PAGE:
Leslie Marmon Silko: Ceremony
Silko’s first novel tells the story of Tayo, a mixed blood Laguna. At the beginning of the novel he is in hospital, having returned home from being a Japanese prisoner-in-war in World War II. He had been with Rocky, his cousin from back home whom he had promised his aunt to protect, on the forced march to the prisoner-of-war camp. (His aunt had brought him up as his mother, a prostitute, had died and his father had disappeared.) Rocky’s leg is badly injured and won’t heal in the incessant rain so Tayo tries to pray the rain away. Rocky dies anyway but when Tayo gets home, he finds his prayers have been answered back there, where there is an incessant drought. He feels responsible for this drought, because of his prayers. Even when he gets out of hospital, Tayo is not in good shape. He feel guilty about Rocky’s death and is haunted by the war. He is unable to adjust back to normal life. He tries both conventional, white medical help as well as traditional Navajo rituals but they do not help, till he meets Betonie, a medicine man, who lives on the edge of the reservation and who is not fully trusted by his fellow Navajos. Betonie stresses the importance of ceremony to Tayo.
Betonie, while using traditional Native American techniques, also accepts that the Native Americans now live with the whites and he uses their techniques but also makes sure that adapting to the white man’s world is part of the healing process. Silko brilliantly mixed in traditional stories and ceremonial chants, showing us how it works. To complete the ceremony he has to carry out a quest. Tayo had been concerned about the death of his Uncle Josiah. When he was in Japan we saw that he mistook a dead Japanese soldier for Uncle Josiah. When he learns that some white people had stolen some of Uncle Josiah’s cattle, he goes off looking for them. At the same time, he comes to realise, thanks to Betonie, that the problem is not white people or Indians but the evil in the world. He goes to Mount Taylor, a mountain sacred to Native American peoples, where he meets Ts’eh Montaño. He spends time with her and she helps him come to terms with his condition. He then finds the cattle and, with the help of Ts’eh and her husband, is able to free them. At the end, having escaped his former buddies who are after him, he is finally able to come to terms with his situation and with the stories and legends of his people. He will now become a storyteller.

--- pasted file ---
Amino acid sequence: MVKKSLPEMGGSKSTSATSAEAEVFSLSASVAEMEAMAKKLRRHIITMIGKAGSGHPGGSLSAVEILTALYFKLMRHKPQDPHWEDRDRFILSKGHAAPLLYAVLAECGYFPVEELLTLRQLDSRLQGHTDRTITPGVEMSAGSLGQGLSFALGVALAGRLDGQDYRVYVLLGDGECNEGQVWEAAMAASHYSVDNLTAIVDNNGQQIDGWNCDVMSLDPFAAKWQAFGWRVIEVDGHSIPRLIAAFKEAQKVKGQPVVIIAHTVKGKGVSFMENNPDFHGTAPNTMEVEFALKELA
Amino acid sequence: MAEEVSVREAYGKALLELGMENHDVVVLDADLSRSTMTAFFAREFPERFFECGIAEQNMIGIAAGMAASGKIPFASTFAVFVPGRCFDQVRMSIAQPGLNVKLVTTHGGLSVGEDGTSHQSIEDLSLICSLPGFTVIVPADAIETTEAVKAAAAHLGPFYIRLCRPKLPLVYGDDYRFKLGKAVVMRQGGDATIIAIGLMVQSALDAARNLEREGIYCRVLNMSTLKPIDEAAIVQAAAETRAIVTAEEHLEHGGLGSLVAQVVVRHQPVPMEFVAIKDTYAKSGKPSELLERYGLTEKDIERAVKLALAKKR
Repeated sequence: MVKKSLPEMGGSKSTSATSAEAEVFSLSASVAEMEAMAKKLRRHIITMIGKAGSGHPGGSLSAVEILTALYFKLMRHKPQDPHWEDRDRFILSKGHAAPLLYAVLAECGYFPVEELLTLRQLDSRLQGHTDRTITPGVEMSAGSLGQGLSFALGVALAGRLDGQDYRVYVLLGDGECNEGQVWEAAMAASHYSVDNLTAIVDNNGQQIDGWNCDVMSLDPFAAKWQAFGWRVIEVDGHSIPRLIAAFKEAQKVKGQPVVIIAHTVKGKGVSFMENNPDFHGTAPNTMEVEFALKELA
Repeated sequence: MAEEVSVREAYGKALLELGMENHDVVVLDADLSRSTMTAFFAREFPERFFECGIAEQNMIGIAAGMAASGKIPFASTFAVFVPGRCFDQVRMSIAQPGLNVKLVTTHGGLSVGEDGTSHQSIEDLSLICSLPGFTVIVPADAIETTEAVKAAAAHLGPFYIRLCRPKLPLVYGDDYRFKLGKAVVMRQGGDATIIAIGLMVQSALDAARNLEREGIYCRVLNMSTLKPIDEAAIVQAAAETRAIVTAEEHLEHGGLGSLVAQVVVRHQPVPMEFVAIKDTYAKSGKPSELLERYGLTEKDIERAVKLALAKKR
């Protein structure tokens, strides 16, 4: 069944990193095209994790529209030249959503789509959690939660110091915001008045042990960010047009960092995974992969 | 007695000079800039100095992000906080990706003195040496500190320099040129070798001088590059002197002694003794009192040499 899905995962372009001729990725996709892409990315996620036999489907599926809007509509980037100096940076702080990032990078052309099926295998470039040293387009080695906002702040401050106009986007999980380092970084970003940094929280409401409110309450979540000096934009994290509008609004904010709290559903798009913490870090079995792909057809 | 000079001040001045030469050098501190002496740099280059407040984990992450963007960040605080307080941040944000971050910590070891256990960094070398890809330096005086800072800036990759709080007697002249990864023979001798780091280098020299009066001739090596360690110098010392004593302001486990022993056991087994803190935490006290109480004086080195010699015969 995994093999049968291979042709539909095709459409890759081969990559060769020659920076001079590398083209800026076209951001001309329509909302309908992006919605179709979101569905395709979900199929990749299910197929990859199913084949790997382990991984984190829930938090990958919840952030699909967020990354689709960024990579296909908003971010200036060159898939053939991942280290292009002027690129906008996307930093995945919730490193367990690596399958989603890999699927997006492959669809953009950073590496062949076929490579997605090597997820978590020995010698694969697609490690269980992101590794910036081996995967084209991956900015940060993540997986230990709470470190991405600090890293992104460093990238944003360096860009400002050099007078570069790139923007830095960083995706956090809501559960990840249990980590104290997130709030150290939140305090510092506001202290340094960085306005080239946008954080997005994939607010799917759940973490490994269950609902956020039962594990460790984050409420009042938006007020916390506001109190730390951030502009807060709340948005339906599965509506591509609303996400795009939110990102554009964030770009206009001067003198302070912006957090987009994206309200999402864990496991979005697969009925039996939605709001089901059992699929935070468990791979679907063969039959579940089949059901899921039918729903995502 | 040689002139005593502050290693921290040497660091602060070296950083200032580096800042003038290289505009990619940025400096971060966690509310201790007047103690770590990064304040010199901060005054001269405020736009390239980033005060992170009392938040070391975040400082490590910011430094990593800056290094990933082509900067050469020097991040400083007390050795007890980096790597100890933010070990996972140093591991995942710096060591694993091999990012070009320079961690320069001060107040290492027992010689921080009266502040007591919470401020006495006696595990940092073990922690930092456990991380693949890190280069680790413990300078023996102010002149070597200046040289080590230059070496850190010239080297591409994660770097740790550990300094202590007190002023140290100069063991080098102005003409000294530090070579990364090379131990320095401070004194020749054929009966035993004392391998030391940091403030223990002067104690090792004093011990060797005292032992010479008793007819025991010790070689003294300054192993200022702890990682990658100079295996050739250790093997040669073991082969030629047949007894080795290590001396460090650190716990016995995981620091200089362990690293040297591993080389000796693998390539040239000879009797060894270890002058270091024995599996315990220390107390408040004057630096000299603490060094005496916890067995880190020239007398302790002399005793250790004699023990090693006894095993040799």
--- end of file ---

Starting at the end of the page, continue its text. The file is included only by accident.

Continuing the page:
Silko not only tells a wonderful story, mixing in the stories and legends of her people, she is able to go beyond and give us a portrait of a people who has to adapt to survive in a new world but adapt not to the white people but adapt in their own way, with their own culture and, most importantly, their own stories. This book is, rightly so, often recognised as one of the best Native American novels.
First published 1977 by Viking